|| posted on 2-9-2008 at 22:17
|Thank you all for your kind comments.
|| posted on 2-9-2008 at 22:15
Thank you, Bear, that is praise indeed.
|| posted on 1-9-2008 at 03:13
|Nimuae that is such a powerful piece of writting, it has a poignancy that captures the tears and the emotion. the smell of camphor and shoe polish
The observation of the coffin edge on the mans shoulder rouseded a memory of my own right down to the lightness of the body within the box.
Echos of W. H. Auden and Mary Frye.
The final "put me there" was the snow begining to fall. Epigramatic
Nimuae its like your previous work, a real life observation.
Well done is woefully inadequate'
Very best regards the Bear
|| posted on 29-8-2008 at 15:31
|| posted on 29-8-2008 at 15:05
|That's beautiful Nimuae.
|| posted on 29-8-2008 at 14:49
Tom looked at the clock again, it had barely moved since his last
check. Why does time do that - slow down when you are waiting for something not exactly pleasant ? His Mother-in-law wandered aimlessly from kitchen
to sitting room to hall.
“It’s going to be a long day”, he said, “why don’t you sit down, try to relax?” An unfocused, tear stained glance was her only reply.
“I ‘m going to wait outside” he said. The late autumn day was bright but cold, and the air smelled of wet earth, fallen leaves, and old sunshine. As
Tom reached the garden gate he could see the hearse approaching. Slowly, steadily, almost silently. Time had certainly moved apace for old Ed, he
reflected. Heart attack, death certificate, undertaker, coffin, and now the funeral cortège. They all seemed to have happened with indecent haste.
“They are here”, he called to his family, “It is time”. His wife, Anne, came out first with their two sons. His Mother-in-law followed, fresh tears
shimmering on her cheeks as she looked at the simple coffin. It was adorned with a single spray of flowers, crisp white carnations and soft pink
roses. Their wedding flowers.
The funeral director came over to organize the pall bearers for the short walk from the house to the church. Family tradition required sons-in-law to
undertake this task so Tom waited anxiously by the car while his wife arranged the gathering mourners in order of precedence. It had to done properly.
Ed was so well loved and respected, his send off had to be just right. Tom felt the front edge of the coffin on his left shoulder and was surprised at
it’s lightness. His emotions scattered like the leaves in the wind. He was sad. He was regretful. He was angry. Why had this happened? Ed was only 75
and the years had been kind enough to him. Why now when he should be looking forward to retirement and relaxation? Ed did not deserve to go like this,
suddenly and without warning. He had given years of his life to working the land - and now he was to become part of that land. Thought stumbled over
thought on the slow walk to the church. Tom was aware that the whole village had turned out, everyone wanted to pay their last respects to Ed. Caps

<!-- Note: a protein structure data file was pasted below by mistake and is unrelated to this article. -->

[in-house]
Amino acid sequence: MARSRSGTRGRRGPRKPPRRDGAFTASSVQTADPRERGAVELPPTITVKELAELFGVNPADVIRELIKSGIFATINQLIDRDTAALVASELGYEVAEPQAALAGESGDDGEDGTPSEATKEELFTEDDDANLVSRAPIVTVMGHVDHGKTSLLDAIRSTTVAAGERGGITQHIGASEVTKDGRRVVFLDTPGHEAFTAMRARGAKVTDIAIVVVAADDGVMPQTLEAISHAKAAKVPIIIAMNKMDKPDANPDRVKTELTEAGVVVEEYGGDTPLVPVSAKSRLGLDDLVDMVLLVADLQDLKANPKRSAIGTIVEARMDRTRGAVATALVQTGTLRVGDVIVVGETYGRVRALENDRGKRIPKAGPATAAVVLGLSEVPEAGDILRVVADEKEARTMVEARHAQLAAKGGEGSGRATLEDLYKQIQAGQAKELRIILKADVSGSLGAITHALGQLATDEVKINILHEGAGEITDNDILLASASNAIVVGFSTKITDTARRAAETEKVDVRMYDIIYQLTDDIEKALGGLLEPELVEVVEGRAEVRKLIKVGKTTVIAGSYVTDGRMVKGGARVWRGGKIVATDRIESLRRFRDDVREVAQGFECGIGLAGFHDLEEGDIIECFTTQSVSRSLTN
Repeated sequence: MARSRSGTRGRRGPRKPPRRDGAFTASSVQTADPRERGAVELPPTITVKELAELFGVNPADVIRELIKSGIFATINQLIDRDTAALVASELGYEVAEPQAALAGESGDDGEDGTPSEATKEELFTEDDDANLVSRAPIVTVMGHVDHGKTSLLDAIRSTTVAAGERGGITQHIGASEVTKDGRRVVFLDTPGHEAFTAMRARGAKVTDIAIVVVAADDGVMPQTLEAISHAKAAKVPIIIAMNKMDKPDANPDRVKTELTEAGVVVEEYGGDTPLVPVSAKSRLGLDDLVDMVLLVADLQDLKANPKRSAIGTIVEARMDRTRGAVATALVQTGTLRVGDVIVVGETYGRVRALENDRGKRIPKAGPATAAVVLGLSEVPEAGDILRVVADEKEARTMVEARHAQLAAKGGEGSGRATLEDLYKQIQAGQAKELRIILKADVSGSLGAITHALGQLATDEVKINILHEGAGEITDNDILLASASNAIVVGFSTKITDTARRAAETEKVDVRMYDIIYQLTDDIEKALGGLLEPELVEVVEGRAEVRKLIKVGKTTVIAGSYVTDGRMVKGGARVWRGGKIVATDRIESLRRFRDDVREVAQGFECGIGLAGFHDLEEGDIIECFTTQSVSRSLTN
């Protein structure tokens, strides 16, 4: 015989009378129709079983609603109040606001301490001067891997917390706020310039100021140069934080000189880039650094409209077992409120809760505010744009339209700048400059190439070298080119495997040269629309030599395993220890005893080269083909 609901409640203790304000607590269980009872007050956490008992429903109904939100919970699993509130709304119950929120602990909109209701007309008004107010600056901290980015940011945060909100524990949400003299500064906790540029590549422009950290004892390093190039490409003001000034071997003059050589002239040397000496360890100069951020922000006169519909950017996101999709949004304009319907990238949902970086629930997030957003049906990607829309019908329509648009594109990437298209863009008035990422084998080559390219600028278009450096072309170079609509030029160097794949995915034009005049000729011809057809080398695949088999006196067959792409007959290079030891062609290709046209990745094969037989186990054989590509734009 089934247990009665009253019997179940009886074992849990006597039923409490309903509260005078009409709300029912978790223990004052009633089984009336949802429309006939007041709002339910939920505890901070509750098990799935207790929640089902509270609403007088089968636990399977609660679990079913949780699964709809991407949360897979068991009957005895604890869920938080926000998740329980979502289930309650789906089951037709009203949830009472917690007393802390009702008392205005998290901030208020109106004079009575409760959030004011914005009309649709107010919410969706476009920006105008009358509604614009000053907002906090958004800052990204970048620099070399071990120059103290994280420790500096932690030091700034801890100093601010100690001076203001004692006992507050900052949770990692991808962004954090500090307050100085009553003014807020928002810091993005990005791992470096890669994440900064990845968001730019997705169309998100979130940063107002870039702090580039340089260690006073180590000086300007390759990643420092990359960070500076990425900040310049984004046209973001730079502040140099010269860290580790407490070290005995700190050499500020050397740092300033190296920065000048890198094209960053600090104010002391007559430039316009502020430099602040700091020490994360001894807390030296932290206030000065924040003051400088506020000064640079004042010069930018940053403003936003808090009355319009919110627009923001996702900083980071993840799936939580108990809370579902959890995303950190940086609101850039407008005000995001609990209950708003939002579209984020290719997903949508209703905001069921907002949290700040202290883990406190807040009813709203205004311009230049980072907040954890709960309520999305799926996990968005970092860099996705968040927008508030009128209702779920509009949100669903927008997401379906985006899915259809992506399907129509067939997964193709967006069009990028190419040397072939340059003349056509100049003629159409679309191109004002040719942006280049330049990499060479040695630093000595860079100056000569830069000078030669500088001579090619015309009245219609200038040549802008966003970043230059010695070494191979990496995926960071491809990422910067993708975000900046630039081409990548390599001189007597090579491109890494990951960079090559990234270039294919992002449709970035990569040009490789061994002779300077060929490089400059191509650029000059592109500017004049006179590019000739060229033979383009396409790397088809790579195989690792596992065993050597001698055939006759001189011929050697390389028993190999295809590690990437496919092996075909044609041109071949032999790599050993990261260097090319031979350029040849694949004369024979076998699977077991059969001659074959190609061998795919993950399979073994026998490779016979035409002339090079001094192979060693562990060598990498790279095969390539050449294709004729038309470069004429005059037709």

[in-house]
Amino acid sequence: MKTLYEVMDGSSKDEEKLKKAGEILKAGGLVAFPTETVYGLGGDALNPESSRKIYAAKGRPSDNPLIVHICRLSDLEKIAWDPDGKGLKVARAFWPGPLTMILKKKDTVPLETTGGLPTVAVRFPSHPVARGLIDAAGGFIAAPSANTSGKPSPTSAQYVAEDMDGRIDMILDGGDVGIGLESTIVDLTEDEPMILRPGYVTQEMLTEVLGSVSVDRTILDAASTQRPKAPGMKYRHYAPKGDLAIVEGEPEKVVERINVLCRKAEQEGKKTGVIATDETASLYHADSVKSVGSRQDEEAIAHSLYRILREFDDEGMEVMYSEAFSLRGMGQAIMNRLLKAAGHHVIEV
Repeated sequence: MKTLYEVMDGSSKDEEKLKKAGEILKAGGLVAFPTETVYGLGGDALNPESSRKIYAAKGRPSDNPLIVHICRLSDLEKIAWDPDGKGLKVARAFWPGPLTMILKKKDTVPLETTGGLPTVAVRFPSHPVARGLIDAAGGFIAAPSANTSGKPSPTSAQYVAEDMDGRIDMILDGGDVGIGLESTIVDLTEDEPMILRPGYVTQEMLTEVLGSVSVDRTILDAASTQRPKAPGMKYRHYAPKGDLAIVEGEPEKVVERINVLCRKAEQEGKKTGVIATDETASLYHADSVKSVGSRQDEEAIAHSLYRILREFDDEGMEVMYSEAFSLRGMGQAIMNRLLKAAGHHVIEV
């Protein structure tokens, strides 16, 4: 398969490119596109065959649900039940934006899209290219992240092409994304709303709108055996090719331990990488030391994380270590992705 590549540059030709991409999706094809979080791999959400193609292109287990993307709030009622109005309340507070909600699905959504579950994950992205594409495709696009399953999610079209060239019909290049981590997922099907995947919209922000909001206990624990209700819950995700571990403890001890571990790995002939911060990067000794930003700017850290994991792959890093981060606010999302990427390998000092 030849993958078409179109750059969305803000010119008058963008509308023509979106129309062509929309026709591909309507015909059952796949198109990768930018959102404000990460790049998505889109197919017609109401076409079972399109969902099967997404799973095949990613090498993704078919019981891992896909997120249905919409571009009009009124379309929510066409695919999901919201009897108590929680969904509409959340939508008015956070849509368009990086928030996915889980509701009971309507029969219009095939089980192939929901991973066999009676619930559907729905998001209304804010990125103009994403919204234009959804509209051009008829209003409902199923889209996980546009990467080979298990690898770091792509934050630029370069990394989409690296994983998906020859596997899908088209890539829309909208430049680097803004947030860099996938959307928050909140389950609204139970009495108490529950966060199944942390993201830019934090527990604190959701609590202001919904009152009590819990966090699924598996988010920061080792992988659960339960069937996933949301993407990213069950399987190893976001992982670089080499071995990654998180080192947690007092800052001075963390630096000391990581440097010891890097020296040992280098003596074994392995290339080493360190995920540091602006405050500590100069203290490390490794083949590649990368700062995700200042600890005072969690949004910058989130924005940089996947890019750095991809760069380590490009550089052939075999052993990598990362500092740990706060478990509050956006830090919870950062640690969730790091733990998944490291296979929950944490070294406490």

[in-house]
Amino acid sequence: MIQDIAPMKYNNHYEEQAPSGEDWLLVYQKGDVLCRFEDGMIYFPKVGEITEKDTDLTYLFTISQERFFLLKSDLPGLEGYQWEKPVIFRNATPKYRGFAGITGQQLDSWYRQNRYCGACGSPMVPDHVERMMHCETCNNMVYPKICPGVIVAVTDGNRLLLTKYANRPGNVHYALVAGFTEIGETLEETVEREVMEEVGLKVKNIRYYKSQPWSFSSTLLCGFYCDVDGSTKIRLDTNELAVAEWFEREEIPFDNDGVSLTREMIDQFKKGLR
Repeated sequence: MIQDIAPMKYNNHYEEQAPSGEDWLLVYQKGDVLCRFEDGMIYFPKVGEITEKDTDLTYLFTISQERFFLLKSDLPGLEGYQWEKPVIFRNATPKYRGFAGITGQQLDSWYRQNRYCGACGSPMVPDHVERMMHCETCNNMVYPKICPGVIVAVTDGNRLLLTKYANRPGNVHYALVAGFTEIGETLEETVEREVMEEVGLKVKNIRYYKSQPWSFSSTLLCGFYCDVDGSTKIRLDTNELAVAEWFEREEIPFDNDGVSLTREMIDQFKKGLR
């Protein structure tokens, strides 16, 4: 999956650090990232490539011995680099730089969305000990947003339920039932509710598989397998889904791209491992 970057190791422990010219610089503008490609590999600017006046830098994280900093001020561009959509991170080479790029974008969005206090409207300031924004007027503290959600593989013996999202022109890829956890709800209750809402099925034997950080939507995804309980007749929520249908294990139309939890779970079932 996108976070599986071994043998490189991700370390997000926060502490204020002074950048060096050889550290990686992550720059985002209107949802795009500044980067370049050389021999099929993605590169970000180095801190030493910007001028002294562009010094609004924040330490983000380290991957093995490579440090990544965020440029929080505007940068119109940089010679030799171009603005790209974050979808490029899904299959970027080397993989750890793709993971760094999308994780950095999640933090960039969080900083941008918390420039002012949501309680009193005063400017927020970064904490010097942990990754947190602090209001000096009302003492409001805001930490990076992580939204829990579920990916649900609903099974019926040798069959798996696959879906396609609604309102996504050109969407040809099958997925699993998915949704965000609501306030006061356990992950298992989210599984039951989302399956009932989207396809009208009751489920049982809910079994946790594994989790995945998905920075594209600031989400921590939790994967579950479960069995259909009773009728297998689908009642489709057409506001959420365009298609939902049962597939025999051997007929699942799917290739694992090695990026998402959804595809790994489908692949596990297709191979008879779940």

were doffed and heads bowed as the cortège passed.
The Vicar spoke a glowing eulogy about Ed and his contribution to the community he loved so well. Always the first to help others in need. Always the
first to offer work at harvest time. Always the first to buy a round in the “Wheat Sheaf”. One of the lads from the pub read a poem about the changing
of the seasons and how everything in life had an allotted time. A poem written by Ed. Tom was startled, he had never thought of his very practical,
both feet firmly on the ground, Father-in-law as a poet. They had talked of many things, but never poetry. He began to wonder how much else he did not
know about this remarkable man.
It was time to take Ed on his final walk. The “passing bell” still tolled mournfully. The grave was dark and damp, gaping like a angry wound against
the pale green of the grass. They lowered the coffin slowly, gently to rest. One of Ed’s old Army comrades played the “Last Post” - it was a bit off
key but that somehow added pathos. Tom began to weep. His wife stroked his shoulder and moved quietly away. The others followed her back to the house
for the traditional funeral tea.
Tom stood by the grave. This was so unfair, Ed had had so much to live for. Why Ed when there were so many yobs, thieves, and paedophiles who would
surely not be missed! He wanted to shout at the world, he wanted to shout at God, but his throat was choked with tears. He remembered the first time
he and Ed had walked round this small, pretty, graveyard. It was while he was summoning the courage to ask for Ed’s permission to marry Anne. There
had been many times since then - Christmas‘s, Easter Sundays, the christenings of the boys. They had talked through problems, laughed at each others
jokes, shared their dreams. Quite often they walked in companionable silence just enjoying the warmth of each others company. So many happy walks -
but this time was different - this time he would leave alone.
Softly it began to snow.
(C) Nimuae 2008.